Metro Germany celebrates International Women’s Day by giving newborn girls an entrepreneurial boost

Nearly half of women want to start a company. Just 12 percent think they ever will. The biggest thing stopping them? Lack of financial support.
These findings come from Dusseldorf, Germany-based Metro’s International Own Business Study, which surveyed 10,000 people in 10 countries.
To beat the odds, the publication partnered with Serviceplan Campaign Hamburg to launch “Own Business Girl” just in time for International Women’s Day.

The campaign is issuing every girl born in Dusseldorf today her own business card along with a fixed-term deposit worth 2,000 euros, or nearly $2,500.

With help from comms agency achtung!, “Own Business Girl” will appear in the press, on the radio, out of home and on social. Dusseldorf hospitals and the Union of Midwives are also helping recruit newborn female business owners. But if your baby slips through the cracks, you can email Metro at (Be sure to include the first name, last name, phone number, email address and relation to the child.)

The cards are being produced by Letterjazz in Essen and will be given to the parents during an event in Dusseldorf.
Eligible bairns must be born between midnight and 11 p.m. on March 8 within Dusseldorf’s city limits, and registrations will be accepted through the 31st of the month.
As a bonus, HypoVereinsbank will open the accounts with a guaranteed interest rate of 2 percent per annum—which is more than our banks are giving us now, so get on that! Assuming that the base amount can’t or won’t be added to, but accounting for compounding interest, the final payout at age 18 would amount to $3,522.06—which is about what my partner and I put together when we started our own business.
While that’s hardly a silver spoon, we’d definitely call it a golden ticket.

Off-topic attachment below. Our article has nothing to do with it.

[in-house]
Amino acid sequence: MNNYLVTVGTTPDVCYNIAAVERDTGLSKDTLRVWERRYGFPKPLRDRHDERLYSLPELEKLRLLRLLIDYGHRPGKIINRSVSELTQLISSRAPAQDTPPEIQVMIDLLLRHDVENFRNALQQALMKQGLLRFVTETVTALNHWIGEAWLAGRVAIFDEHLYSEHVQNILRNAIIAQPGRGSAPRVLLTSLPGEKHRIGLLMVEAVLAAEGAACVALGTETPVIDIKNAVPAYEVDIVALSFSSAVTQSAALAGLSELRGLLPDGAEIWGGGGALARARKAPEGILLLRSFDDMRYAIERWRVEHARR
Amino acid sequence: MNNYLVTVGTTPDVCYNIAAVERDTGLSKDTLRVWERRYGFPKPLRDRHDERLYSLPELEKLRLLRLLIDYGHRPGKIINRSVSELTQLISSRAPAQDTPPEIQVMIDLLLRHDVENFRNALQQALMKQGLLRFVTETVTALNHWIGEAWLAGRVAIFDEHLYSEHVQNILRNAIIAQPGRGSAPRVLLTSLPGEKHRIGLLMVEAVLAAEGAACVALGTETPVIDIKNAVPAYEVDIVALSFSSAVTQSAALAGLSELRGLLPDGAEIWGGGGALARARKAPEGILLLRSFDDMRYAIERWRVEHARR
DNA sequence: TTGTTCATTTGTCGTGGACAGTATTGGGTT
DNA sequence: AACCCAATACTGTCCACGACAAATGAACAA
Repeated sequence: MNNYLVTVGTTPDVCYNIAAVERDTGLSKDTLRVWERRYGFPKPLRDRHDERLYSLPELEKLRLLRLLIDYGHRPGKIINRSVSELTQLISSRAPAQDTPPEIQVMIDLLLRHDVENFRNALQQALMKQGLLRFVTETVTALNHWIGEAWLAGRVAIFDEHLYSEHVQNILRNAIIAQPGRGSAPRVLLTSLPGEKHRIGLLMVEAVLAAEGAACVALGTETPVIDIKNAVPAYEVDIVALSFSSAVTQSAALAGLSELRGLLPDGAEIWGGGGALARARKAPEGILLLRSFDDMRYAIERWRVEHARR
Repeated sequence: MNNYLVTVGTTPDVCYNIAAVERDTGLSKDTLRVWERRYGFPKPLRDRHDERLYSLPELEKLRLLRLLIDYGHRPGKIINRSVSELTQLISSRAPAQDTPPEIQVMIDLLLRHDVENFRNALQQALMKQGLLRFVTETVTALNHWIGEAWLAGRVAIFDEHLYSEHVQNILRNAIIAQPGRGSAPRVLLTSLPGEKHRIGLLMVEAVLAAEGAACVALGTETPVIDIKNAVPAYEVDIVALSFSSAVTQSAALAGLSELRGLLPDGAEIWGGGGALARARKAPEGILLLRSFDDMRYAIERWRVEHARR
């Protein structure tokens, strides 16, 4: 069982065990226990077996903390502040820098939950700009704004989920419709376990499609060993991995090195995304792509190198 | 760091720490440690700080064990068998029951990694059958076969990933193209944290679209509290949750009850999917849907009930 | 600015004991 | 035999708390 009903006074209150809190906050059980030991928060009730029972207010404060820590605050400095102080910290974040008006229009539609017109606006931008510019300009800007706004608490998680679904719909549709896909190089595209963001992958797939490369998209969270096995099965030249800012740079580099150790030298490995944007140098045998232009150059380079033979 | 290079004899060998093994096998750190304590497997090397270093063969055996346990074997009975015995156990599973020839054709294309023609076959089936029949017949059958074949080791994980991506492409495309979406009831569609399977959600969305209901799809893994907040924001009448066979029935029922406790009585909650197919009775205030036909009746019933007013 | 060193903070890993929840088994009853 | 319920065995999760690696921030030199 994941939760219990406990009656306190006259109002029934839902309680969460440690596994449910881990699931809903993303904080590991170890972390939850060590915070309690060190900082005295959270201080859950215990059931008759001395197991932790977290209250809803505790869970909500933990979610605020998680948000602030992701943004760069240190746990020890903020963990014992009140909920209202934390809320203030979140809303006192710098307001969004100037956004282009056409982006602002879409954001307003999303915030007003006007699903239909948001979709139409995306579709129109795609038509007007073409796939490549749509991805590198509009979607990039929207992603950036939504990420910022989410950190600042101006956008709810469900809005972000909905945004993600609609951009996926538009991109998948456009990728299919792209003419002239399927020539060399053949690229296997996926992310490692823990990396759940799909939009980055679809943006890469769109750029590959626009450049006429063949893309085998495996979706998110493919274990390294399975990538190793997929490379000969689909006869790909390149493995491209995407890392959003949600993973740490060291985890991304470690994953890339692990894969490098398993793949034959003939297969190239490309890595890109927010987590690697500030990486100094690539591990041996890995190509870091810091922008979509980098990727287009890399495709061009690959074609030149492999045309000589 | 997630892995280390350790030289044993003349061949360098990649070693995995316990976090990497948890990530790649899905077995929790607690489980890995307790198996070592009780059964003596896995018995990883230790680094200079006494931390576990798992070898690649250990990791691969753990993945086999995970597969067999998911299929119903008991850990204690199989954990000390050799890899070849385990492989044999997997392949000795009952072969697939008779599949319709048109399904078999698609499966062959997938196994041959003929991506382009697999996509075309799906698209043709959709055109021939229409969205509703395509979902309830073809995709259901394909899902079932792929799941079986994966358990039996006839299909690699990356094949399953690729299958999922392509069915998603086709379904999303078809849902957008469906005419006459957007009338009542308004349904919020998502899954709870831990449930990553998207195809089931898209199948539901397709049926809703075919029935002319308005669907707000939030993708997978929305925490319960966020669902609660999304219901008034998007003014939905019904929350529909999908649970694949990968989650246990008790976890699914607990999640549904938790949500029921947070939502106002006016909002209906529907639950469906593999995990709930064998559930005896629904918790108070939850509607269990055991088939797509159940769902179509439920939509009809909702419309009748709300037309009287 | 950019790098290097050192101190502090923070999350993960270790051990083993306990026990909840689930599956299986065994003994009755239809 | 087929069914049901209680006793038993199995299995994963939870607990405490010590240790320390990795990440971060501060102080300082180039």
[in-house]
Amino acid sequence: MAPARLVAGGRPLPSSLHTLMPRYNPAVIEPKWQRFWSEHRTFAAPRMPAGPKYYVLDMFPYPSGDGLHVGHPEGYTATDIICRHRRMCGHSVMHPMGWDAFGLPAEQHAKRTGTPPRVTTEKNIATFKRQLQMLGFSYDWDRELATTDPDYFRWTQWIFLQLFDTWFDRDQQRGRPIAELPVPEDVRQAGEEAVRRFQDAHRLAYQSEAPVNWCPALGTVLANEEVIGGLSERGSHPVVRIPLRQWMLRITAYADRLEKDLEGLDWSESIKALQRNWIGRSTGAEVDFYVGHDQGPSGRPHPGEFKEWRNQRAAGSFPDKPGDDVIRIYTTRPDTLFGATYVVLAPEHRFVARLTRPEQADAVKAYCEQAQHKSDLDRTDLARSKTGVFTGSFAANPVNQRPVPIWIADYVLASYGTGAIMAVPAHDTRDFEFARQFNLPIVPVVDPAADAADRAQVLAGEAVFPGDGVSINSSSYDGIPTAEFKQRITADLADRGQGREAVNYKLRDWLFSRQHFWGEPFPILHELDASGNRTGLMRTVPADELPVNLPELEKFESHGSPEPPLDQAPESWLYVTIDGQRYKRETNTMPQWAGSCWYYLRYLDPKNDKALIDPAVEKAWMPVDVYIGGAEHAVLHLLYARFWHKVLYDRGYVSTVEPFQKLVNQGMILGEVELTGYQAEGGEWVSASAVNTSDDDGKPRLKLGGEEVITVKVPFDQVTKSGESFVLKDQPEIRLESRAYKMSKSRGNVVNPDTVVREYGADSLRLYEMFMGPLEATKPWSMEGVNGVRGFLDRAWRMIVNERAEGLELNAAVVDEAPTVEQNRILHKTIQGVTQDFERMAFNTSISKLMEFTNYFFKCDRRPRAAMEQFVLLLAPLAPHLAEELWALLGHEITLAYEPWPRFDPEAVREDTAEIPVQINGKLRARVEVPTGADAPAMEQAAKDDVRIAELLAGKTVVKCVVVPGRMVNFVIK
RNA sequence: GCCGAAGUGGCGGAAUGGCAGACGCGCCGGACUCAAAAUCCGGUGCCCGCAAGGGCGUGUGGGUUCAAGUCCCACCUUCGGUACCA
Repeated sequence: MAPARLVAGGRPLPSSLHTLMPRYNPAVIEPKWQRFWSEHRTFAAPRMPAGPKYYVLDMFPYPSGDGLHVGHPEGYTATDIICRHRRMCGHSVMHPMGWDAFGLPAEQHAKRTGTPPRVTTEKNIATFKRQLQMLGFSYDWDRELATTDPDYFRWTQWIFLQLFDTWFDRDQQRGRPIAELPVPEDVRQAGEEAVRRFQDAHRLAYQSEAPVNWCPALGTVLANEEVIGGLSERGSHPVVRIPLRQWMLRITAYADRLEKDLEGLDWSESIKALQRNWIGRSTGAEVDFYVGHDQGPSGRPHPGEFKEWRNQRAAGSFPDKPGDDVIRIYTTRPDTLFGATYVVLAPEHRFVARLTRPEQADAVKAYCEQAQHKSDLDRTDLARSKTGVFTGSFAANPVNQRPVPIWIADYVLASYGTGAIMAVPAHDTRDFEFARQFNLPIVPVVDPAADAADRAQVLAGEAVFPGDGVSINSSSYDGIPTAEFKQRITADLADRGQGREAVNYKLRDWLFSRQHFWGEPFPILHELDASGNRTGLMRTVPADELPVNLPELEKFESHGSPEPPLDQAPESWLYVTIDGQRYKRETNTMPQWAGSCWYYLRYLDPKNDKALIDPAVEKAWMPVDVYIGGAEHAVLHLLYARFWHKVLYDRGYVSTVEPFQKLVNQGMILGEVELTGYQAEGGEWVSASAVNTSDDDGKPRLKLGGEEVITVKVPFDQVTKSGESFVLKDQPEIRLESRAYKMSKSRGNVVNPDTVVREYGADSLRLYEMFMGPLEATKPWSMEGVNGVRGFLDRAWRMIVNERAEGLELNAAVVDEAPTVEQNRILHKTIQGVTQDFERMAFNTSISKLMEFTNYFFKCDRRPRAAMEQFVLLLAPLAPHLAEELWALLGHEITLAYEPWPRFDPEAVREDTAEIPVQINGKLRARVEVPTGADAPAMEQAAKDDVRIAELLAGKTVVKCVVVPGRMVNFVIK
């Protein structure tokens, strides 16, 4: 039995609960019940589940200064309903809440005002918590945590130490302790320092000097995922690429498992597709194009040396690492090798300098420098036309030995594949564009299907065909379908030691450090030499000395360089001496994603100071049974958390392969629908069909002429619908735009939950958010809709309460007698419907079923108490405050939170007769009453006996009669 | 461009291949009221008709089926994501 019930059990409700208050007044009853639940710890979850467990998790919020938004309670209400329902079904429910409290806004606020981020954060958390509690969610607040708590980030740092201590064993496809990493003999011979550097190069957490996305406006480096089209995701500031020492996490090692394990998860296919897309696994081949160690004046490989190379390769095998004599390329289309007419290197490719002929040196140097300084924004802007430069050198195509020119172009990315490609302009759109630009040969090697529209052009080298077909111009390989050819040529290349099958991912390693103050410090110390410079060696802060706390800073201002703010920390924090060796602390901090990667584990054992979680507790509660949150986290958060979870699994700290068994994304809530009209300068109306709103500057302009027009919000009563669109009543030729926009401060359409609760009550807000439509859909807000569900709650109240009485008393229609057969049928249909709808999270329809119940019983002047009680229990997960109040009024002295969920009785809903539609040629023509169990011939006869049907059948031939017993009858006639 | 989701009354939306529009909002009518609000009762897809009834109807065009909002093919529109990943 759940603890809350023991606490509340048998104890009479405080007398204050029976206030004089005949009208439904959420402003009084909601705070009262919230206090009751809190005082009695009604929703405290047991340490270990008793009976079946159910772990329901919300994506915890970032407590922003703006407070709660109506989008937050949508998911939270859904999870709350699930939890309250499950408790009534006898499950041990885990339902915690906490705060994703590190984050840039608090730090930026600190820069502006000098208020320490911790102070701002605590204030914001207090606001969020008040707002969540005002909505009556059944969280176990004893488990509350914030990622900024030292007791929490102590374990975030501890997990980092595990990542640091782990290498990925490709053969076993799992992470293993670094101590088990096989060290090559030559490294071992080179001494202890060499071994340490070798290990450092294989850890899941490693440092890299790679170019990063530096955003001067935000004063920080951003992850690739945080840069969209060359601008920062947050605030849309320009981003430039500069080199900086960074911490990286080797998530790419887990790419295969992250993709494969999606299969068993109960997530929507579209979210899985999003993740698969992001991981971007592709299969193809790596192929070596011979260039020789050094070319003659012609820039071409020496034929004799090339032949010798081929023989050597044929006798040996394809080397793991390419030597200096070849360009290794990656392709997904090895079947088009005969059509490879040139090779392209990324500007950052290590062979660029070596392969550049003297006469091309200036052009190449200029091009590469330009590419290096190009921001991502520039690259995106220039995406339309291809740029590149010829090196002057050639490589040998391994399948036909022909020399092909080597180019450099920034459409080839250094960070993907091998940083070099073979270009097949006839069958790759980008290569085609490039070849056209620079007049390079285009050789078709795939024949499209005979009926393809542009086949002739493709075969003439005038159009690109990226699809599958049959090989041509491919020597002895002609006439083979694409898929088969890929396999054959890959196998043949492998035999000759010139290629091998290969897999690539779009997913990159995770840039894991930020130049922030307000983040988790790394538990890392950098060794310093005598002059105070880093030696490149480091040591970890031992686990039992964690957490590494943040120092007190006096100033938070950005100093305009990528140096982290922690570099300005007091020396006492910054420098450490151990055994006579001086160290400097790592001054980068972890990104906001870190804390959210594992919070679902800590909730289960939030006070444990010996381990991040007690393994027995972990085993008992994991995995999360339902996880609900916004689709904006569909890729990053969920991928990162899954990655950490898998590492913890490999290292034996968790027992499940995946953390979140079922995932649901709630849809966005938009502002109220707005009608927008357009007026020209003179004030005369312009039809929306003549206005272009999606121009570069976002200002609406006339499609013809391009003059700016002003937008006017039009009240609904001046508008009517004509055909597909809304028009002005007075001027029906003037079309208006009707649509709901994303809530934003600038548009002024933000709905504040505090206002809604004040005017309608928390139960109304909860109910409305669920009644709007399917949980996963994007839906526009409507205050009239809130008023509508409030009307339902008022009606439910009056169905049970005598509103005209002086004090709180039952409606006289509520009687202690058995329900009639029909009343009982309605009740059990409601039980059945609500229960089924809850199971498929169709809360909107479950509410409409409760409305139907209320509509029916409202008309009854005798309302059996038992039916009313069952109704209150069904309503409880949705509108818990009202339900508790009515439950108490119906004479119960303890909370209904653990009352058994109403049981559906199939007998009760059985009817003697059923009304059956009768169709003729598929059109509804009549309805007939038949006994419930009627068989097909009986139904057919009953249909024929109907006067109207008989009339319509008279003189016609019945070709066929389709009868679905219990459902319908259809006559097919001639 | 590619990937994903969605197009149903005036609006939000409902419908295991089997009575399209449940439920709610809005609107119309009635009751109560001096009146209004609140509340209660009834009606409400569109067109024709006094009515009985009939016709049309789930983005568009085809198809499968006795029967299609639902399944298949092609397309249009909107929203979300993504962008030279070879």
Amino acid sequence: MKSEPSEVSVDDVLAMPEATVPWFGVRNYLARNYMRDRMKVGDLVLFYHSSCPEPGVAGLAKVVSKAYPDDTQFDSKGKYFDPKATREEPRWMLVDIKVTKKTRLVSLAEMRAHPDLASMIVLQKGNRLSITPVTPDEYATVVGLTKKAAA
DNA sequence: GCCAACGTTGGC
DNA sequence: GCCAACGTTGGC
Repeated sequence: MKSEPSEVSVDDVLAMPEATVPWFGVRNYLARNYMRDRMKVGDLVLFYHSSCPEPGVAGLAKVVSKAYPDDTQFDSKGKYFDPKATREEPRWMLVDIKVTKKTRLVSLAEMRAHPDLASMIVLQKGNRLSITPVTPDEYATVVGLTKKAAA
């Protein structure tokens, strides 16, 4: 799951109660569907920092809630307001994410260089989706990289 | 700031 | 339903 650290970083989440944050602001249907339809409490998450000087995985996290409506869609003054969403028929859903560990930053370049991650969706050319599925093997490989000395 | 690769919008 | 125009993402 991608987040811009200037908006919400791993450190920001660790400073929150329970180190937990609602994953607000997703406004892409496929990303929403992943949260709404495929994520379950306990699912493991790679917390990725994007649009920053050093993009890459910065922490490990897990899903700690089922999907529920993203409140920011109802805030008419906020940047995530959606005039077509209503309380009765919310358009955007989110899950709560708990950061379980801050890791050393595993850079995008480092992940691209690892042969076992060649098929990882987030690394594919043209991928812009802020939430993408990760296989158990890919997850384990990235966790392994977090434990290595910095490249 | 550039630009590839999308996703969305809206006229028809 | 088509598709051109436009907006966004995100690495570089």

Via: AdWeek

Brazilian football team uses its jersey numbers to show women's daily sexist challenges

On International Women’s Day 2017, Brazilian football team Cruzeiro displayed the struggles women face – such as rape, murder and pay inequality – on their shirts.
The numbers emblazoned on the back of the historically successful team’s jerseys were accompanied by statistics like “a woman killed every 2 hours”.

Other messages on view in the Brazilian Cup game against Murici included “Salaries 30% lower” and an acknowledgement that only 22% of parliamentarians in the world and 12%  percent of Brazilian mayors are female.

The club, which competes in the top league and won the domestic treble in 2003, launched the campaign – called “#VamosMudarOsNúmeros” or “Let’s Change The Numbers” – in honour of International Women’s Day.
“Women don’t want congratulations. They want respect,” begins the club’s beautiful statement of intent on its website.
“March 8 is, in fact, a symbolic event. It is a day for reflection and awareness. March 8 is not a day of celebration. It is a day to remember that women are still (and very) oppressed. Commemoration will happen when they, in fact, reach their rightful place, which is that of equality.
The move came just days after the Sweden national women’s football team eschewed names to wear messages from women on the back of their shirts instead.
The quotes included the artist Zara Larsson’s “Believe in your damn self” and journalist Frida Soderlund’s “To try is to be successful. The result is secondary as long as you dare”.
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Via: Ads of the World 

'Fearless Girl' statue appears in Wall Street on International Women's Day

On Wednesday 15th March, a little girl appeared in front of Wall Street’s “Charging Bull.” Standing defiantly, with her hands on her hips, the girl stares down the bull in front of her, a symbol of power on International Women’s Day.
Dubbed “Fearless Girl,” the statue, conceived by McCann New York for State Street Global Advisors, garnered admiration with crowds of people showing up to take photos next to the girl.
The statue, created by artist Kristen Visbal, is part of the SSGA’s campaign to increase the number of women on clients’ company boards.
Nira Desai, who is campaigning to make the statue a permanent fixture said, “Wall Street has always stereotypically represented a heavily male-dominated environment, and the charging bull reinforces that.” She continued, “To counter it with a defiant young woman, taking a stand, is a provocative and compelling way to get people to reconsider women’s leadership in corporations and on boards. It also allows passerbys to reflect on the need to act, to not accept the status quo and to stand up for what they believe in.”
The statue was to be displayed for only a week, according to SSGA. Then because of public outcry, it received an extension; de Blasio tweeted Wednesday that the statue will remain until April 2. “Our future rests in the hands of fearless girls,” he wrote.
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Via: PR Week and Guerilla Blog